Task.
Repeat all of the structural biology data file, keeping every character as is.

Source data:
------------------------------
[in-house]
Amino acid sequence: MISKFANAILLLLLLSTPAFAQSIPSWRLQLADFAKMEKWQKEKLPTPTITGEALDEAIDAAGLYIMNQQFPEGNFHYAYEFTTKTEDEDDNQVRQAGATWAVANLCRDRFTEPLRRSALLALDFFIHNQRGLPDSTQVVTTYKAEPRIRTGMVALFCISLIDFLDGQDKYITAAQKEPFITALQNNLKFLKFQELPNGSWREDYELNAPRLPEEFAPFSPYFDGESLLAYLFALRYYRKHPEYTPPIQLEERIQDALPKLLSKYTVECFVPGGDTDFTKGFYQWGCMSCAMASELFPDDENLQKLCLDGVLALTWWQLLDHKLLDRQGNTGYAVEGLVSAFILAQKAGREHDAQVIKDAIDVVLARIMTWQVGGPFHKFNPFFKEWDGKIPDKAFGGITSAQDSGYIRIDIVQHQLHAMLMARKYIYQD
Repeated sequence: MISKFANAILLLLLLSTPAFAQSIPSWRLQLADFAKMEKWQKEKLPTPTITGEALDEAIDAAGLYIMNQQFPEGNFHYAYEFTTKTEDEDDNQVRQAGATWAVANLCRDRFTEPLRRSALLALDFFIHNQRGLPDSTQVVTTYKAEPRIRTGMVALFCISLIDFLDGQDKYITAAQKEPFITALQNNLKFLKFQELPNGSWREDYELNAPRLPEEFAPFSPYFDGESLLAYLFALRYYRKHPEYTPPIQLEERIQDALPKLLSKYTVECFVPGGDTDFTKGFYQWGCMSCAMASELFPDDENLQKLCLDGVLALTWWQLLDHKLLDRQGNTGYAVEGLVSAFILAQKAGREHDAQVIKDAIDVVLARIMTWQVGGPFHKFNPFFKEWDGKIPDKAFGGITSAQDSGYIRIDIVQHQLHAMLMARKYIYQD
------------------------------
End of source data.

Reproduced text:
[in-house]
Amino acid sequence: MISKFANAILLLLLLSTPAFAQSIPSWRLQLADFAKMEKWQKEKLPTPTITGEALDEAIDAAGLYIMNQQFPEGNFHYAYEFTTKTEDEDDNQVRQAGATWAVANLCRDRFTEPLRRSALLALDFFIHNQRGLPDSTQVVTTYKAEPRIRTGMVALFCISLIDFLDGQDKYITAAQKEPFITALQNNLKFLKFQELPNGSWREDYELNAPRLPEEFAPFSPYFDGESLLAYLFALRYYRKHPEYTPPIQLEERIQDALPKLLSKYTVECFVPGGDTDFTKGFYQWGCMSCAMASELFPDDENLQKLCLDGVLALTWWQLLDHKLLDRQGNTGYAVEGLVSAFILAQKAGREHDAQVIKDAIDVVLARIMTWQVGGPFHKFNPFFKEWDGKIPDKAFGGITSAQDSGYIRIDIVQHQLHAMLMARKYIYQD
Repeated sequence: MISKFANAILLLLLLSTPAFAQSIPSWRLQLADFAKMEKWQKEKLPTPTITGEALDEAIDAAGLYIMNQQFPEGNFHYAYEFTTKTEDEDDNQVRQAGATWAVANLCRDRFTEPLRRSALLALDFFIHNQRGLPDSTQVVTTYKAEPRIRTGMVALFCISLIDFLDGQDKYITAAQKEPFITALQNNLKFLKFQELPNGSWREDYELNAPRLPEEFAPFSPYFDGESLLAYLFALRYYRKHPEYTPPIQLEERIQDALPKLLSKYTVECFVPGGDTDFTKGFYQWGCMSCAMASELFPDDENLQKLCLDGVLALTWWQLLDHKLLDRQGNTGYAVEGLVSAFILAQKAGREHDAQVIKDAIDVVLARIMTWQVGGPFHKFNPFFKEWDGKIPDKAFGGITSAQDSGYIRIDIVQHQLHAMLMARKYIYQD